Publication: The Wall Street Journal

TERRA Chips Introduces New Look

March 7, 2014

The Hain Celestial Group, Inc., a leading organic and natural products company providing consumers with A Healthier Way of Life, today announced a packaging refresh for its TERRA brand root vegetable chips. The new look, designed by brand agency CBX, puts a modern spin on the brand’s classic black bag with dramatic food photography and a crisp architectural structure. Beyond the stylistic changes, the package refresh also highlights the real root vegetables in each blend through the use of icons at the bottom of every bag.

For more than two decades, TERRA snacks have provided consumers with delicious vegetable chips made from a diverse set of root vegetables — including taro, kabocha squash, parsnip and beets — in a variety of vibrant colors and sophisticated blends. The new packaging gives consumers a more distinctive view of the vegetable experience that awaits them inside.

“The root vegetables that go into TERRA set it apart from ordinary chips,” said Sam Garfinkel, Sr. Brand Manager of TERRA Chips. “Our packaging refresh puts these vegetables center stage on every bag to remind consumers of the unique taste experience.”

In January 2014, TERRA introduced two new flavors to its roster of global taste combinations: Tropical […]

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Will unwieldy name doom Obama’s myRA plan?

February 3, 2014

How names can make or break government programs

Financial experts are quickly evaluating President Obama’s newly proposed “myRA” savings program , determining whether or not it will be a boon to the millions of Americans who haven’t adequately funded their retirements. But marketing and branding professionals are weighing in on an altogether different aspect. Forget what the program can accomplish from a dollars-and-cents perspective, many say; the real problem is that the name itself may not add up. The issues are varied. Sure, the name is supposed to be read as “My RA,” but because it’s a play on the popular IRA program, there’s a temptation to read it as “My IRA.” President Obama himself made this slip when he spoke of the program during Wednesday night’s State of the Union address. As “a general rule of thumb, if a gifted orator like President Obama struggles to pronounce it, you may want to look into other naming options,” says John Paolini, a partner with Sullivan, a New York-based branding and marketing firm. Plus, on paper, the name looks like a woman’s name — Myra (a name shared by such figures as the famed British classical pianist Myra Hess and the […]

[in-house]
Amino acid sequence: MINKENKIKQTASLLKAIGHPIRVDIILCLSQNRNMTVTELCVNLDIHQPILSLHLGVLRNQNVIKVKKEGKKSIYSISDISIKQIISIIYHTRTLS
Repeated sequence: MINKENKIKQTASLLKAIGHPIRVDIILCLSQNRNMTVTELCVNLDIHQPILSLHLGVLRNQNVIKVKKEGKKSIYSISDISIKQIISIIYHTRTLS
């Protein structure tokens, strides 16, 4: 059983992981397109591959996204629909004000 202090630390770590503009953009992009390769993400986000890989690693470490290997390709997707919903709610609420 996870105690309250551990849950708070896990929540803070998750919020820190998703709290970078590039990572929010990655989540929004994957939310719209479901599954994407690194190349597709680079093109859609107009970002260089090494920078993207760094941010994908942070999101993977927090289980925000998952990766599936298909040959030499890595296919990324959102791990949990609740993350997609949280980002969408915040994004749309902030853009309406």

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CBX Overhauls the Ortho Brand

April 16, 2013

CBX, a brand agency based in New York City, collaborated with The Scotts Miracle-Gro Company to launch the packaging redesign of the Ortho(R) brand, the product line providing solutions for pest problems inside and outside your home. The goal was to simplify the shopping experience for consumers. Consumer research showed that communication on shelf was overly complicated, leading to a 30% walk-away rate, and requiring a cleaner way of communicating product benefits while improving the shopability. “CBX developed a visual strategy to communicate the Ortho(R) repositioning by simplifying the architecture which improved the shopping experience,” says Rick Barrack, Chief Creative Officer, CBX. “By making the master and sub-brand of equal importance, it was easier to read and therefore shop on shelf.” The CBX team redesigned the brand mark to reflect that of a home, communicating the benefits of this contemporary household brand. This subtle, yet innovative shift, reassures consumers that Ortho(R) is the singular, effective brand to have in and around their homes. Communication on-pack was a key focus. The CBX team cleaned up the design by simplifying font treatments and implementing color changes. Meaningful visual equities such as photography were incorporated to communicate the problems consumers face and the […]

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Marketing Decoder: Schweppes Bottles

November 7, 2012

Schweppes wanted to freshen up its image yet draw on the traditions of the sparkling beverage brand, which was founded in 1783.

“Redesigning a brand with 230 years of heritage was no easy task,” says Tony Jacobs, senior vice president of marketing with Dr Pepper Snapple Group, which markets Schweppes ginger ale and other sparkling drinks in the U.S. and Canada. “Get it wrong, and you’ve alienated millions of consumers.”

The company brought in brand agency CBX, which spent six months on a design that tackled the desired look and feel of the packaging, which is currently rolling out to store shelves.

The angle of the resulting brand logo and banner were tilted counterclockwise (1) for “a little more energy and movement, while allowing the brand to appear larger and more impactful,” says Satoru Wakeshima, senior vice president and general manager of CBX. Now, when viewed from the front, the brand mark looks larger—even though it isn’t.

The brand mark, which Schweppes also refers to as the ribbon(2), now has a “clear beginning and end.” Before, the ribbon “curled on the edges,” says Mr. Wakeshima. Now its shape is more sharp, signaling strength and a contemporary spirit, he says.


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